I was recently scrolling through my Facebook feed when a totally unexpected photo flashed up on my screen — and flashed me back to a time worlds apart from today.
Taken 35-plus years ago, the photo is a standard group shot of a Little League baseball team. Now, stumbling upon an old team photo would probably make a lot of people who played sports in their younger days feel nostalgic. But for me, it sparked an entirely different reaction. I was so taken aback by the raw truthfulness reflected on my young face that I returned to the picture again and again.
It’s almost eerie how this photo, which I don’t ever recall seeing before, captures the most honest expression of how I felt about every aspect of my life back then (that’s a story for another day). Though I’d normally put up a happy front by laughing and clowning around, my mask slipped in this one instance. Take a moment to look at the photo below. I mean, really look at it. I’m standing at the end of the back row. What do you notice about me? I notice just how miserable I was. I’m the only teammate not wearing a hat and not even attempting to smile. Even the sunlight shining down on me couldn’t chase the clouds of self-doubt away. It is such a telling portrayal of my past perspective on sports — not just as a player on that particular team, but as a participant in any kind of athletics.
Flash forward to today and times have certainly changed. One of my favorite activities is running: 5k’s, 10k’s, half and full marathons… heck, I’m even signed up for a 45-mile race. And while I’ve been running as many of these races as I can for several years now, it has eluded me for some time as to the exact reason why I love participating in them so much. After all, I’m not a particularly fast runner — average, at best. And what may come as even more of a shocker is that I don’t actually like the act of running. I’m not really built for it, either, given that I’m 6’8” tall, 250 pounds and 45 years old. I also have a lung disease that limits the amount of air my body can take in during a run. So why is it that I have such a burning desire to race?
I think the photo below explains a lot of it. This image was snapped of me right after I ran the Chicago Marathon. Compare it to that first photo of my younger self up above. Do you see the difference? I do.
See, in my entire life I’ve never — not even once — been on a championship team. I’ve never felt the thrill of rushing a field or court after that final game. I’ve never helped carry a trophy-wielding teammate off the field. I’ve never won any individual awards like MVP or Most Improved, never been a team captain, nor been chosen first at a pickup game.
I’m not sharing these past events to gain pity or sympathy. No, I’m sharing these events to explain the mindset — my mindset — that set them in motion. I didn’t see myself as a champion or an MVP. I believed deep in my soul that I was unworthy of greatness. It was my truth, and nobody created it for me but me. And I found every reason to support and to live up to this negative self-view. Why practice? Why be a good teammate? For that matter, why even care? In my mind, nothing would make a difference because I was sure I was born “un-great.” I certainly wasn’t born this way, but I had become so broken that I thought I was beyond repair.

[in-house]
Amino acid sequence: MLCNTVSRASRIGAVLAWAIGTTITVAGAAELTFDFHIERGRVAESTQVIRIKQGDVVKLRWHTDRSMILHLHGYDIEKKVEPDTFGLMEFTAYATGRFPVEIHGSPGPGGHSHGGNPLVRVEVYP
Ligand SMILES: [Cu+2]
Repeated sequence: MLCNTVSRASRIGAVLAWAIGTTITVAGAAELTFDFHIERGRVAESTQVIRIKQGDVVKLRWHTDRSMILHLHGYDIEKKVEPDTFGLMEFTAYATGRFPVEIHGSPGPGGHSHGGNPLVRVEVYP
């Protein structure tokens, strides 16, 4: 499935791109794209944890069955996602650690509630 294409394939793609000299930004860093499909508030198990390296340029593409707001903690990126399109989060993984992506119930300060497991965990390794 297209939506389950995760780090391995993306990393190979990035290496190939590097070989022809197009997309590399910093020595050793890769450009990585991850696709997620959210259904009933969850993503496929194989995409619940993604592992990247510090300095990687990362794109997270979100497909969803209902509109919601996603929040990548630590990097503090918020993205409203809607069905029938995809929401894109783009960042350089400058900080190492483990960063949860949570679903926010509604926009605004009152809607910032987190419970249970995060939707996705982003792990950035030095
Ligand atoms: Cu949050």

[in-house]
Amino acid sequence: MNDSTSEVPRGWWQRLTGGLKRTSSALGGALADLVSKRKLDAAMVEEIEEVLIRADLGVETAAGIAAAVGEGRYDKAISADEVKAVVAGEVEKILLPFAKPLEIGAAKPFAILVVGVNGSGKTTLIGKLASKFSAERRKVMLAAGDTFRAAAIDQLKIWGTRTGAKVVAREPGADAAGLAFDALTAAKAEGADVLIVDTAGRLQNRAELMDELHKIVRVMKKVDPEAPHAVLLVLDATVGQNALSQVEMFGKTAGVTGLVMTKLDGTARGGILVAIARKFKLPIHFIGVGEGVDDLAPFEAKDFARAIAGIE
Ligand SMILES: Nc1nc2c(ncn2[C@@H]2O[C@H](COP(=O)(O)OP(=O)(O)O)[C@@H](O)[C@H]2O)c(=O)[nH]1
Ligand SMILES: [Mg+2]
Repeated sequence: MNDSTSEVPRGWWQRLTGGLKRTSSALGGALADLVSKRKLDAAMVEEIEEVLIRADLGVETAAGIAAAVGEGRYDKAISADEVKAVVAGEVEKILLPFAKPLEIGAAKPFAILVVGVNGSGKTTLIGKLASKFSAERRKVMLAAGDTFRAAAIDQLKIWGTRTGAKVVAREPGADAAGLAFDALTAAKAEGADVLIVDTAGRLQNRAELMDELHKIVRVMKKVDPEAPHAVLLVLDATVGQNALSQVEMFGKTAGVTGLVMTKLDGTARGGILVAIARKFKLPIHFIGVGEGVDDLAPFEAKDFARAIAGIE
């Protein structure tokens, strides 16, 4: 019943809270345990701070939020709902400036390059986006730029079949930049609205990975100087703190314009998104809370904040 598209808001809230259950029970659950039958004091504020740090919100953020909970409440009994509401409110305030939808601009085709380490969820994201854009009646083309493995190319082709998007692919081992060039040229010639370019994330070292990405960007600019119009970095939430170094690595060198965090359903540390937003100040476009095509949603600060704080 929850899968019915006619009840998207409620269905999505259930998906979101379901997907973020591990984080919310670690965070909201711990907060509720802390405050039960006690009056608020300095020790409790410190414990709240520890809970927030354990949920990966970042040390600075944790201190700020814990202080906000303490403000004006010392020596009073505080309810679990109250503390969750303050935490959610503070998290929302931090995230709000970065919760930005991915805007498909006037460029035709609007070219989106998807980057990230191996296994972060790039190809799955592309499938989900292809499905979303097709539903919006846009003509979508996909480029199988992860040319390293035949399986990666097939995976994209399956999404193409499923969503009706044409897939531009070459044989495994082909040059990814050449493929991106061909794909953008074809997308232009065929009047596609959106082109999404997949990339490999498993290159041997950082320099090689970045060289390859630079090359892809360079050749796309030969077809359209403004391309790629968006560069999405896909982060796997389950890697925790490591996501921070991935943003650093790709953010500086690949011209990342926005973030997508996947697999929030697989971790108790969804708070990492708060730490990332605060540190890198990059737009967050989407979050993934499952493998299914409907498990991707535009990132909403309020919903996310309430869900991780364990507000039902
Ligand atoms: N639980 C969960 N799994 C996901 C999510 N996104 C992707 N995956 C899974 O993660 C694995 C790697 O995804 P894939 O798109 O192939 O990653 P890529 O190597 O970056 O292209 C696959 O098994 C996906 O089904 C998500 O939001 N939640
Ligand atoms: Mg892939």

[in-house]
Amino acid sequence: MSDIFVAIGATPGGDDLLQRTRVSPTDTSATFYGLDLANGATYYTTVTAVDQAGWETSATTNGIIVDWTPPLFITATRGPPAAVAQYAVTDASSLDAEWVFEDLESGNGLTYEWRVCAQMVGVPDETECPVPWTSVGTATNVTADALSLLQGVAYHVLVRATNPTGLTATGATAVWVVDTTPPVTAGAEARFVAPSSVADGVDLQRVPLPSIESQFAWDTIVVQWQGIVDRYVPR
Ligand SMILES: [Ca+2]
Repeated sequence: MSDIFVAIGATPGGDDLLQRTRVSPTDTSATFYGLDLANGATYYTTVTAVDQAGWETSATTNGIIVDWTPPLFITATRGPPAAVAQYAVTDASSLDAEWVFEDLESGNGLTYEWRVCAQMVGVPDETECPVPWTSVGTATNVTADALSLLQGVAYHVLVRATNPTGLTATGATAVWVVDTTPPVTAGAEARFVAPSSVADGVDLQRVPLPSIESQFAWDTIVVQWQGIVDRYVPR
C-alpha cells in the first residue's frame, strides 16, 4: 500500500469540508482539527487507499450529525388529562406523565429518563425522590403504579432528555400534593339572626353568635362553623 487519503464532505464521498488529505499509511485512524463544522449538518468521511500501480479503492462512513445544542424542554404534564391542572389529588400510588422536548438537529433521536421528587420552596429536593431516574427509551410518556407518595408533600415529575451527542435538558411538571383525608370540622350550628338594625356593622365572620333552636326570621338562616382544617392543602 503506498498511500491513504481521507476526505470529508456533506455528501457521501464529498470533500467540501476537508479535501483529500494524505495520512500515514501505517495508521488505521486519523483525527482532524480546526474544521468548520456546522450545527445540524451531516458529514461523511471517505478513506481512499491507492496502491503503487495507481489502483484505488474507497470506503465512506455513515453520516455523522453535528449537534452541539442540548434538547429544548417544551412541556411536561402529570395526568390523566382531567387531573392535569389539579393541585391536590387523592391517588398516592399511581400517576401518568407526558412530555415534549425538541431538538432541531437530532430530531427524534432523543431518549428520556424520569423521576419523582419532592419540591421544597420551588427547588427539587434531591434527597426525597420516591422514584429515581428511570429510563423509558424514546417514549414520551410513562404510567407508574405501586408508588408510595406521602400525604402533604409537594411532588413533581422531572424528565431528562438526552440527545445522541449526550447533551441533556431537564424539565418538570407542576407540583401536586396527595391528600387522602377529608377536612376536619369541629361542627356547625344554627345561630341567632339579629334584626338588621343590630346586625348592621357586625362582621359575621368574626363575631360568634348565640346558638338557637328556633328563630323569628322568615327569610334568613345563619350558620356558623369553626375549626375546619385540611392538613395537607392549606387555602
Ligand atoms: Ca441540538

As it turns out, there was no quick fix. Though I kept up a lighthearted facade, I was trapped in a marathon of hurt and unhappiness for many years, with no finish line in sight. But everything changed when I was given a second chance with my now-wife. After a failed first date, I was given the opportunity to redeem myself three months later. This redo led to the startling realization that perhaps I was worthy of much more than my relentless self-sabotage.
After more than two decades of working on my self-view and my belief system, I now see myself as a champion. It’s not in a delusional way — I swear I don’t think I’m Rocky. It’s also probably not what most people envision when they hear the word champion. But I feel like I’m my own champion and that mindset carries over to running. Signing up for race after race may have started as a way to claim bragging rights, but it has morphed into something far more valuable: a commitment to be the best version of myself. It’s not even my finishing time in a race that matters to me in the end. In fact, how I place actually matters very little. It’s the 4:30 am training runs, the devotion to working out, the commitment to me.
Napoleon Bonaparte reportedly said, “Men will die for medals.” For many years, I didn’t identify with that line. I get it now, as I would die for the medal I’m awarded when I finish a race. The feeling is indescribable, but suffice it to say that the weight of that medal hanging around my neck serves as a weighty reminder to me. It is a reminder that I am, in fact, worthy of greatness — not just while running, but in every area of my life.
Is your self-view leading you to the life you want? Do you feel medal worthy? Comment on this post and let’s together collaborate on it.
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